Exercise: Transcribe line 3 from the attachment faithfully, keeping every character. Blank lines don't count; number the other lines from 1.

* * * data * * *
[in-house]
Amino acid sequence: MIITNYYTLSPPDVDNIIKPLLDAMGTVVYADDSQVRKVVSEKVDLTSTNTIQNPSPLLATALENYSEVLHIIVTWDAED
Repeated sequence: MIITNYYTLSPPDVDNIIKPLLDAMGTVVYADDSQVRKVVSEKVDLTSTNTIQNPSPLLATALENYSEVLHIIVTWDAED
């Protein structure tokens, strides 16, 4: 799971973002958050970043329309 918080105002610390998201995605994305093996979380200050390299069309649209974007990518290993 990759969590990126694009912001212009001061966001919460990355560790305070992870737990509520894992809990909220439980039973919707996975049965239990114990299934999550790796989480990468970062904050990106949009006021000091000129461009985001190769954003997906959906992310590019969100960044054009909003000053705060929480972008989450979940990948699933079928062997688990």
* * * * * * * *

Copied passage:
Repeated sequence: MIITNYYTLSPPDVDNIIKPLLDAMGTVVYADDSQVRKVVSEKVDLTSTNTIQNPSPLLATALENYSEVLHIIVTWDAED